“I followed the directions to the minute and the portion but the meat was dry and tasteless. My husband compared it to chunks of sawdust. Has anyone else had this result?”

 

“I just made the recipe! It turned out great!  I used the packaged “stew beef” which is much smaller than called for so I think with a thicker cut of meat….the meat would have come out juicier. As it was, I did find myself turning the heat down on the oven as the casserole was boiling quite a bit at 325. Good thing I did or the meat would have been much drier.”

 

“I saw the movie also, so I followed the recipe. I was really disappointed — it was not that tasty. It was okay. For the effort, frankly it was not worth it.”

 

Will someone “anyone” help me to decipher this version of the boeuf bourguignon recipe-which I got online?  Forgive me everyone, but after seeing the Julie and Julia film, twice, I am almost ready to pay someone to make it for me,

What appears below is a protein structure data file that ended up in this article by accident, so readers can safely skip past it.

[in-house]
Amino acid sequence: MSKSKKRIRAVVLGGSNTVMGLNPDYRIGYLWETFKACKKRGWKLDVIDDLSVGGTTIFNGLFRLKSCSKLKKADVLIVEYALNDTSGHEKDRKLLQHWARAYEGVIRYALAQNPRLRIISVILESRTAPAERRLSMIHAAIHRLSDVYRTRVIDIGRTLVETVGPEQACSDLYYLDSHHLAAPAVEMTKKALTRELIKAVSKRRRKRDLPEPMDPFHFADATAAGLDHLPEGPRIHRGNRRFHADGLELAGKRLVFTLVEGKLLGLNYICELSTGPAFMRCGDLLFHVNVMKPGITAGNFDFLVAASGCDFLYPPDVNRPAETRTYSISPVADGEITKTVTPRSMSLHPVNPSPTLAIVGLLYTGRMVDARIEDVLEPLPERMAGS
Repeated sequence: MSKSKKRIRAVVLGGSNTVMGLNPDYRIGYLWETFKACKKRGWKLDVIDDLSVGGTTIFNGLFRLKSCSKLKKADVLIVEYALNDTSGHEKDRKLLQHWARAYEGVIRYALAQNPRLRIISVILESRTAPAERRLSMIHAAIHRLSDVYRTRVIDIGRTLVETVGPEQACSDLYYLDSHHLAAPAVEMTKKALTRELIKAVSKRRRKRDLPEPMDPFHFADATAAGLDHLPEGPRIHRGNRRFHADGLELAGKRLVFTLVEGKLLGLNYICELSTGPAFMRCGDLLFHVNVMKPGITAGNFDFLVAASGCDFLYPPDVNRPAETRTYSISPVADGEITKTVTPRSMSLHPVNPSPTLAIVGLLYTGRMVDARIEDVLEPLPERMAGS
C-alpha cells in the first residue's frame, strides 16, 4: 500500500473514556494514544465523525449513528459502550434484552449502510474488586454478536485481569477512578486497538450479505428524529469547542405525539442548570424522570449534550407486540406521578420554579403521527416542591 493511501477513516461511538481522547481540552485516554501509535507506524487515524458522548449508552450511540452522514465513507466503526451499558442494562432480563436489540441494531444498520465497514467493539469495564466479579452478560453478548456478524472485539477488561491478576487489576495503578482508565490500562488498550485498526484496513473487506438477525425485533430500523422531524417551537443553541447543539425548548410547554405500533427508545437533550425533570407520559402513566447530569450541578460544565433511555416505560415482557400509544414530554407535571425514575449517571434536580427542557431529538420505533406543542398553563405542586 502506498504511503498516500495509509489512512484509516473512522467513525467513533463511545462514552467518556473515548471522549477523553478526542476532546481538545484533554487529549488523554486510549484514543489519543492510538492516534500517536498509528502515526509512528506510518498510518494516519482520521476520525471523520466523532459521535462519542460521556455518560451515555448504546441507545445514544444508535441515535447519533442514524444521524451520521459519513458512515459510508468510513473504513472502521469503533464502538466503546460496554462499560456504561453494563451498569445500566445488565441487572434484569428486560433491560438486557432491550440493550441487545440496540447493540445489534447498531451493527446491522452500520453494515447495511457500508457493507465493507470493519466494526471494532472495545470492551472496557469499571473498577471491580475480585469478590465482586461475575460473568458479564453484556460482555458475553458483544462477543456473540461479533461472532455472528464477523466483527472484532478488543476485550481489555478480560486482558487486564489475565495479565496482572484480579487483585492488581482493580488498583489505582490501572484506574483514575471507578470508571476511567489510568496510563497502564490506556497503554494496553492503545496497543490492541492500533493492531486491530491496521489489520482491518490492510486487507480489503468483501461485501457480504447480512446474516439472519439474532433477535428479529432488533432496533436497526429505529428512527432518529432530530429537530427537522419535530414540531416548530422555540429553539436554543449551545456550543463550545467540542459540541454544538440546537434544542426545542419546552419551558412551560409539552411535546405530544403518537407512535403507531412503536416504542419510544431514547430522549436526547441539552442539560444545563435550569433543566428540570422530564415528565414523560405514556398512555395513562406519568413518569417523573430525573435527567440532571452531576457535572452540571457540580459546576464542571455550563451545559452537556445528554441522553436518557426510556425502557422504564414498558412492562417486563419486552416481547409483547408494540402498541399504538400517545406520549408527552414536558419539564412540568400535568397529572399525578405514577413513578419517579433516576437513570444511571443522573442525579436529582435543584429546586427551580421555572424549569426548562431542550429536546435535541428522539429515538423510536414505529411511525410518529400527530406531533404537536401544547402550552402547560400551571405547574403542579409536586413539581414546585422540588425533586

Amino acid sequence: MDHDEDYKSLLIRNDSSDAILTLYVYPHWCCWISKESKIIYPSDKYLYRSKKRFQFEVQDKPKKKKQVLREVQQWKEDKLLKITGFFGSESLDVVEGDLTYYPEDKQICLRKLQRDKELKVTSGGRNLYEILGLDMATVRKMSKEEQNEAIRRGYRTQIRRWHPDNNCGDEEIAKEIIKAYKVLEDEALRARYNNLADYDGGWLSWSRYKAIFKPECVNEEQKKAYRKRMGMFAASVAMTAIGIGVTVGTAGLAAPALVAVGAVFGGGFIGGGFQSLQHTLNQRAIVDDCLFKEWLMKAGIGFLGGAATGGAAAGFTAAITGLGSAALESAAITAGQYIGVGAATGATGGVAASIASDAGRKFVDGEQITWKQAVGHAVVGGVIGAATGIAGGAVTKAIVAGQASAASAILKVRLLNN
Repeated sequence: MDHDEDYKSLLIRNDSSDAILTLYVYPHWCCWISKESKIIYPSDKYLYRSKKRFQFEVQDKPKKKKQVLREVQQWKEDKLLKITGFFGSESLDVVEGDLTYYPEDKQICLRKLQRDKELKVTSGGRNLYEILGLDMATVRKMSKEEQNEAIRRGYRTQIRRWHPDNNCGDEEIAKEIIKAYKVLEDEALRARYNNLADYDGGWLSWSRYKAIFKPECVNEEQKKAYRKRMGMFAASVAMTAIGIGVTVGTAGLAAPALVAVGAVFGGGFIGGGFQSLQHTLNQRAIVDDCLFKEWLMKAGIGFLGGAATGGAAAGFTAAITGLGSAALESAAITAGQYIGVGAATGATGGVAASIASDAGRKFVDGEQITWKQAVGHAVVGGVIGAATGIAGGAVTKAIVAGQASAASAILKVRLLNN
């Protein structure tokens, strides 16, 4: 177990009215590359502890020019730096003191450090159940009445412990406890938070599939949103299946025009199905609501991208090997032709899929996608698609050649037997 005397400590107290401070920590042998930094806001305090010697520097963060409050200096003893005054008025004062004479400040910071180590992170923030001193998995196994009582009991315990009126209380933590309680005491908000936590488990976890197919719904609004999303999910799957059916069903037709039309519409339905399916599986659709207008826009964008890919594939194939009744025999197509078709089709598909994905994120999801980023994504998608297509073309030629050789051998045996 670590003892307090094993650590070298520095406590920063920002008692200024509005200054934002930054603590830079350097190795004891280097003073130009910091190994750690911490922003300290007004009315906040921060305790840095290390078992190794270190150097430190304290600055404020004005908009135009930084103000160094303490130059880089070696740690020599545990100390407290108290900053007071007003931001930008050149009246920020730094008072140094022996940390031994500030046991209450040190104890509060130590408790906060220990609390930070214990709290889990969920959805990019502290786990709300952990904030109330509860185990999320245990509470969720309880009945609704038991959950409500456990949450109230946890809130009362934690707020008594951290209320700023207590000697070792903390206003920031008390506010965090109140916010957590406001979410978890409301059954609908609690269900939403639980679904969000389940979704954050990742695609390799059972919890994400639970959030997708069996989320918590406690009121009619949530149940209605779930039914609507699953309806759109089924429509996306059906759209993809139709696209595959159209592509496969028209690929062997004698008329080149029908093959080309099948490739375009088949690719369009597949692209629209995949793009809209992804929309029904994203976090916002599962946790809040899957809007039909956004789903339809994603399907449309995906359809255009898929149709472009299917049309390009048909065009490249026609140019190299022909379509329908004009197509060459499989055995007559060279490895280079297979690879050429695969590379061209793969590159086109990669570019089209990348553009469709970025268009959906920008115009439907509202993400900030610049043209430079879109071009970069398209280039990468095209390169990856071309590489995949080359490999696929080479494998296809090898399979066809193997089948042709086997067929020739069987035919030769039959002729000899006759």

“To the minute…Sawdust…Boiling casseroles”?  If recipes, even Julia Child recipes, are a series of precise step-by-step instructions, why doesn’t it work for some people?

Because cooking is not like assembling a model airplane.  To create amazing meals at home, an understanding of basic cooking methods, in this case braising, is necessary.

Next post, I’ll pretend I’m Julie Powell and create Julia Child’s Boeuf Bourguignon recipe exactly as instructed from her cookbook.  Let’s see how strictly following a recipe turns out for me.

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About Chef Todd